Children and families will get a chance to explore and learn about Latin culture from noon to 5 p.m. Saturday (Oct. 24), during Día de la Raza, or Day of the People, at Puyallup School District’s Karshner Museum and Center for Culture & Arts. Admission is free.
“It’s a festival of Latino cultures, featuring music, arts and dance,” said Lynda Belt, exhibit designer and event planner for Karshner Museum.
The event, which is presented in partnership with Tacoma’s Broadway Center for Performing Arts, marks the first time Latino culture has been celebrated at Karshner Museum.
The Saturday celebration is the first of six “arts and culture” events presented at Karshner throughout the coming year that aim to engage the broader Puyallup and Pierce County community in the arts and provide opportunities to visit the district-owned museum, Belt said.
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The Latino celebration was made possible by grant funding from the Washington State Arts Commission, the National Endowment for the Arts in Washington, D.C., and Humanities Washington.
“Humanities Washington paid for the performing arts and art supplies,” Belt said. “Broadway Center provided marketing support and event production. We received some in-district funding.”
Belt is also thankful for the help from Antonio Gomez, the assistant director of education at Broadway Center and member of the speaker’s bureau for Humanities Washington.
“(Gomez) is an expert in Latino music and world percussion,” Belt said. “He is in a band that will be performing on Saturday.”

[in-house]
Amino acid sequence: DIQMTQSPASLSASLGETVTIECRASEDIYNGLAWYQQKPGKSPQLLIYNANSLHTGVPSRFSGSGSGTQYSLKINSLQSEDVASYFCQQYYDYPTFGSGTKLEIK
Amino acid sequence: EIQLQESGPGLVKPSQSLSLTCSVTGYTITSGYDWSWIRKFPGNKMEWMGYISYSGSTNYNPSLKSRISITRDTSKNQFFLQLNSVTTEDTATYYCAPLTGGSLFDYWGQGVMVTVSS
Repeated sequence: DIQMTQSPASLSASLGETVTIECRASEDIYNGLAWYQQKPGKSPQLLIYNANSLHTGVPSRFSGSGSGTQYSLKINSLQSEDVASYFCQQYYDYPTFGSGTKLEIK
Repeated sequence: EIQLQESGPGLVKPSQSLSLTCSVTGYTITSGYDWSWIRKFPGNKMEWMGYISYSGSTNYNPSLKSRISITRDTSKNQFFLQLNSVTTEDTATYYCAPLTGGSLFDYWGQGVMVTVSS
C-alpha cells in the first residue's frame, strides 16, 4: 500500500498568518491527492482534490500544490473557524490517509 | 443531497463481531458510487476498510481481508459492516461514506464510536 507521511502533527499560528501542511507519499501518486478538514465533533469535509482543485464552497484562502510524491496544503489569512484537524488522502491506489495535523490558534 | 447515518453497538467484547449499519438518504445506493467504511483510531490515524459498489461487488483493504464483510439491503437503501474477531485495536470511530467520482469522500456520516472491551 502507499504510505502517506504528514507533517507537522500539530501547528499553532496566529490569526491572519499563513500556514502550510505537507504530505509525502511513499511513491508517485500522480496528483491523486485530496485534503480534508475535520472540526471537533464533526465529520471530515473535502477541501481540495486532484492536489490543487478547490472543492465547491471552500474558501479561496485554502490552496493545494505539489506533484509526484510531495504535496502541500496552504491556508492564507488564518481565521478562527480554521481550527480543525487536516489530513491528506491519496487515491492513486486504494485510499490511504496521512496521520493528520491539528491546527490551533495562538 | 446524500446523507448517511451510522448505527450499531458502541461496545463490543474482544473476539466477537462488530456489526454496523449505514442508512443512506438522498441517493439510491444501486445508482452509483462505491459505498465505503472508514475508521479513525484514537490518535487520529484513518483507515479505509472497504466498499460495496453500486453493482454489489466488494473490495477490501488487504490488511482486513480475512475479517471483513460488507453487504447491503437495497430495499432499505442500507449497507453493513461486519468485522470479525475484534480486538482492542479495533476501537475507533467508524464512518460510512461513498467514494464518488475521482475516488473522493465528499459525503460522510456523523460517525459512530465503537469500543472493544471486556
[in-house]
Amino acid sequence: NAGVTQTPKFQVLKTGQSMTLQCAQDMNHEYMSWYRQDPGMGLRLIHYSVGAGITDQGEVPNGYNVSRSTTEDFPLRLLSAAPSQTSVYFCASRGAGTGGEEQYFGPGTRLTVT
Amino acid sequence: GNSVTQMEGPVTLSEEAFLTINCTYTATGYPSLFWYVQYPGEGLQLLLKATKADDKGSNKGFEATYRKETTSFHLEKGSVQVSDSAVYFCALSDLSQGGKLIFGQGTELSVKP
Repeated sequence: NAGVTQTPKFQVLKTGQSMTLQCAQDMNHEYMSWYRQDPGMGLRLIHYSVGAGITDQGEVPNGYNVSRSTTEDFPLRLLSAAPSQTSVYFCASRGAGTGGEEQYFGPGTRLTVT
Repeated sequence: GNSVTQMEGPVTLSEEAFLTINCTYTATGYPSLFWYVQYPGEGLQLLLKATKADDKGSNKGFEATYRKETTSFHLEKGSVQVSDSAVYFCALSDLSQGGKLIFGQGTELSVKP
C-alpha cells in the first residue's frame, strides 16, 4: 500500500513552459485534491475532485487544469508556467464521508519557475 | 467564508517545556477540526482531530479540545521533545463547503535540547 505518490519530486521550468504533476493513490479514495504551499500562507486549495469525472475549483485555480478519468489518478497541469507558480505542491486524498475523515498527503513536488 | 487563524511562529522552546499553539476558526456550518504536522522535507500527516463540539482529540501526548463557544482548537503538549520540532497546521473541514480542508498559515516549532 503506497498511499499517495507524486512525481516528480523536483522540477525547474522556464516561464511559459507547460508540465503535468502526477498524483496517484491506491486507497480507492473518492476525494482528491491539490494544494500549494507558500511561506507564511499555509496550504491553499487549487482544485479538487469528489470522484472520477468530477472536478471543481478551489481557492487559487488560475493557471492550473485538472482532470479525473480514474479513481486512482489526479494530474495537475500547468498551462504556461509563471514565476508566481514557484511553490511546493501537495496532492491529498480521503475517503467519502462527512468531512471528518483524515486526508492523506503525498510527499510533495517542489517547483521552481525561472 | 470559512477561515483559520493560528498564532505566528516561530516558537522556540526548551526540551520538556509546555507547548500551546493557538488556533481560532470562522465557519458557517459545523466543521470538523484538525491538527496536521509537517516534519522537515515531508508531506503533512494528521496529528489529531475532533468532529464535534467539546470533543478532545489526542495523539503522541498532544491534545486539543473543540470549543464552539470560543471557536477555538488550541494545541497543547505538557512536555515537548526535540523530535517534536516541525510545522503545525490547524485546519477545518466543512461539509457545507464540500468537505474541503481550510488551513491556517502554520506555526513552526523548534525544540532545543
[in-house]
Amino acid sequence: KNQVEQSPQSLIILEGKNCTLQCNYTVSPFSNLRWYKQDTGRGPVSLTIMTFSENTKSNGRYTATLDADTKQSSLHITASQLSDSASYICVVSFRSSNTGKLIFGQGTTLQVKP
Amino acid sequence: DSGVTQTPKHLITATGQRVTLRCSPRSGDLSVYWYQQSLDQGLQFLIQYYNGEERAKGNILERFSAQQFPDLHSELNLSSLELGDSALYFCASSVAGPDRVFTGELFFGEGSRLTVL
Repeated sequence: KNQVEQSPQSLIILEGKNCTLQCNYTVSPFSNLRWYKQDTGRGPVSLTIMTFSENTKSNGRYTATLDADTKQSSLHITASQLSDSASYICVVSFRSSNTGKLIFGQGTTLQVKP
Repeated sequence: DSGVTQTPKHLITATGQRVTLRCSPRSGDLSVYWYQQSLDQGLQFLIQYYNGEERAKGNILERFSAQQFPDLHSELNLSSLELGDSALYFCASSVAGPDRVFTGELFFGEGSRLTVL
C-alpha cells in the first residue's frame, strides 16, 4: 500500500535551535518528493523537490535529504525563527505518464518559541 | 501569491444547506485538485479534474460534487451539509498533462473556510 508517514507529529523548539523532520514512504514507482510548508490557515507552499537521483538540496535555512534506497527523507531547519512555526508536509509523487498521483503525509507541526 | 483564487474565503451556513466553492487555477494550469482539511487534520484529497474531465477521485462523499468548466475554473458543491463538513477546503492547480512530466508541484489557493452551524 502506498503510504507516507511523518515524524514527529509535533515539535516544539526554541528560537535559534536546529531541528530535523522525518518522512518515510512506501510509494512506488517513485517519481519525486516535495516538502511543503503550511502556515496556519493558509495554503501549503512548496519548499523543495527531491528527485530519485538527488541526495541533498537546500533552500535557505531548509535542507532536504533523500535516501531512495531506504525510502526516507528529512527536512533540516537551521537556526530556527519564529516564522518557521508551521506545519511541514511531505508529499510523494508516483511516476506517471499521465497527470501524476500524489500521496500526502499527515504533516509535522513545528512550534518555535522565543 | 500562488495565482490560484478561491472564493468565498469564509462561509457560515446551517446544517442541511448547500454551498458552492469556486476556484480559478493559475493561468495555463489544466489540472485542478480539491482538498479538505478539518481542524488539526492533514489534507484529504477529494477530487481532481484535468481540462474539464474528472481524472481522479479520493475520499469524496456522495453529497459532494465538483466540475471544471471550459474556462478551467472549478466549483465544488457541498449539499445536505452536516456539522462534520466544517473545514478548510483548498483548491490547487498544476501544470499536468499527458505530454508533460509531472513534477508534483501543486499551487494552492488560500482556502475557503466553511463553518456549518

Starting at 1:15 p.m. in the museum’s Great Hall, Gomez’s five-member band, Pachanga Alert!, will perform a broad range of Latin music originating from Chile, Mexico, Cuba, Venezuela, Argentina and Colombia.
Throughout the day there will be Mexican dance lessons taught by Bailadores de Bronce, Latino-themed art projects and screenings of the PBS series “Latino Americans.”
Bailadores de Bronce is a folk art dance troupe based in Seattle that was founded at the University of Washington.
“Different cultures will be represented with different dances,” Belt said. “Each village has different costumes. (The performance) will be done in the Great Hall.”
Some of the art projects will include Papél Picado-paper cut banners common in Latin-American festivals. Artifacts pertaining to Latin culture from the Karshner Museum collection will also be out on display.
Belt said the event has been advertised to local Hispanic businesses and grocery stores. Information about the program was also targeted to Hispanic and Latino families served by the Puyallup School District. But the event aims to serve people of all color and nationalities, she said.
“It’s trying to raise alertness about different cultures,” Belt said. “It’s all about making us more appreciative of different cultures and traditions.”
Belt, who taught art and drama in the Puyallup School District for more than 30 years, will lead some of the art projects Saturday. She’s most excited about watching the folklore dancing.
“I hope (children) take home an appreciation of the variety of cultures, of art and style, and that they take home an art project that they created,” Belt said.
One of the grants received from the Washington State Arts Commission was a $1,000 innovation grant.
“We are going to get a photographer (with the grant) to photograph our community being involved with the performers at all the events over the year and film kids doing the art projects,” Belt said.
The photographer will present a digital art show presenting all the images at the sixth and final “arts and culture” events.
The next event will be Tour of Asia from noon to 5 p.m. Nov. 14.
Dance and art projects will be presented that day, celebrating Asian and Polynesian cultures, in partnership with Asia Pacific Cultural Center. Admission is free.
Andrew Fickes: 253-503-3965